Writing an Aging Beloved Protagonist
By R. G. Belsky
Harry Bosch isn’t just getting older, he’s getting better. And Michael Connelly’s iconic LAPD homicide cop is again paired up with young female detective Renée Ballard in THE NIGHT FIRE, the latest in the bestselling and beloved Bosch series that has spanned nearly 30 years and also produced a hit TV show.
During a wide-ranging interview with The Big Thrill, Connelly talked about how much he loves writing the Bosch-Ballard partnership these days and why—unlike many other authors—he decided to have his now-retired Bosch character age in real time from book to book.
“I think it was the reporter’s instincts in me,” says Connelly, a former journalist who was still working as a crime reporter for the Los Angeles Times when he wrote his first Bosch books. “I came to this as a reporter and thought it was the best way to go. To show a character evolving/aging over time at the same place his city, the bureaucracy he was part of, his child, everything did the same.
“Bosch is aging. I am stuck with that and I think I am soon approaching the edge of reality where it won’t be believable that he is out there chasing bad guys. The plan was to introduce someone new and younger (Ballard), have them cross paths and realize they have the same fire inside. Bosch could partner, then mentor, then eventually pass the baton. Don’t ask me when that baton gets completely passed. I’m having too much fun with them working together.”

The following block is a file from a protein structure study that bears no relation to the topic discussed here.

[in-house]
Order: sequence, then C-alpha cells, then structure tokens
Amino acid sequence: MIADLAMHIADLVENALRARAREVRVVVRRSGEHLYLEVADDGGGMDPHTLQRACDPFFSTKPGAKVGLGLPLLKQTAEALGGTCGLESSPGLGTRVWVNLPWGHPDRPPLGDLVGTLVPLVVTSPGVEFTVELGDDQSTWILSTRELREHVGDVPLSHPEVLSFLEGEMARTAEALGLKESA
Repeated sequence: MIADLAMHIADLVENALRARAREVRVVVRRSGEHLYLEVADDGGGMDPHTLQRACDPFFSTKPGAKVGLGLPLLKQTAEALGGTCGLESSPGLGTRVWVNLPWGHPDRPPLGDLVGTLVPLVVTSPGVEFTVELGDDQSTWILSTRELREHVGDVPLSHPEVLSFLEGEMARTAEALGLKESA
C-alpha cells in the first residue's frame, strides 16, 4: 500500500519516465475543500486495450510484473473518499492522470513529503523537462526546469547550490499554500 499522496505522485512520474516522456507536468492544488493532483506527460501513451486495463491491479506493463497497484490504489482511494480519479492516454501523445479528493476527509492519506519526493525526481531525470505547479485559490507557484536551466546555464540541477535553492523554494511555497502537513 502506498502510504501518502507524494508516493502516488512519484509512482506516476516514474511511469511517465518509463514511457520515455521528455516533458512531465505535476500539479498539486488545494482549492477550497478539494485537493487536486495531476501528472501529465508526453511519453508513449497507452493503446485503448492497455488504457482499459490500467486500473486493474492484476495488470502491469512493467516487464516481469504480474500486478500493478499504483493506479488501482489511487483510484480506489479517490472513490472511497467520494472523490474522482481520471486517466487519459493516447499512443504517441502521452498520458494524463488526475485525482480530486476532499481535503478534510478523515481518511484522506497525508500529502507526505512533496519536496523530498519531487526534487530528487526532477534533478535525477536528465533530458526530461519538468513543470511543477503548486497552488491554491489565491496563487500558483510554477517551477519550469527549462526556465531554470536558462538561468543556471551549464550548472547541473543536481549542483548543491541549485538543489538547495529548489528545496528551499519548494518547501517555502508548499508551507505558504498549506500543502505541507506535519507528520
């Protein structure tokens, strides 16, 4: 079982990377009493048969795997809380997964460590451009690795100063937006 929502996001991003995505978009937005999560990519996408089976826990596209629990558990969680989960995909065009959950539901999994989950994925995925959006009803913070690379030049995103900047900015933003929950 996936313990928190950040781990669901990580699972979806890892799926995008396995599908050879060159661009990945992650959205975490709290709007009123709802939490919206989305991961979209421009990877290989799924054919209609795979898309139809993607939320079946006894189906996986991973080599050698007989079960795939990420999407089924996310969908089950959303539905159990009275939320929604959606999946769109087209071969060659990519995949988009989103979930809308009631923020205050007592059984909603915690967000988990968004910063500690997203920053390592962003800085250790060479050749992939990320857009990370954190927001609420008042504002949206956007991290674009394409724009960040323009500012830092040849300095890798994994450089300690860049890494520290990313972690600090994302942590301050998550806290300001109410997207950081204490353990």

Let me say up front that I’ve personally been an unabashed Michael Connelly fan for a long time. I’ve read all 33 of his crime novels (many of them more than once), and THE NIGHT FIRE dramatically shows that Connelly is still at the top of his game.
Like many of Connelly’s books, it starts out with a seemingly simple premise: an old LAPD mentor of Bosch dies and leaves behind a murder book of an unsolved case that appears to be just a low-level drug deal gone bad. But that soon mushrooms into a complex series of events with far-reaching implications as Bosch and Ballard, a dogged detective relegated to the overnight shift after filing a sexual harassment complaint against an obnoxious supervisor, work tirelessly together to uncover the truth.
Connelly said that Ballard—who first appeared in 2017’s The Late Show and has now been paired with Bosch in two more books—is directly inspired by one person.
“Detective Mitzi Roberts, an LAPD homicide investigator, has been helping me with my books for several years, but it was only a few years ago that I learned that in a previous assignment she worked the midnight shift in Hollywood, known as the Late Show. I was immediately intrigued by the idea of writing about the beat because the detective most often works alone and depends on patrol officers as ‘partners’ and everything is on the table. Any case—from lost dogs to murder—the late show detective rolls on and I believed that would be something new for me to write about. And why not make it a woman when I had a woman who did the job helping me with the book?”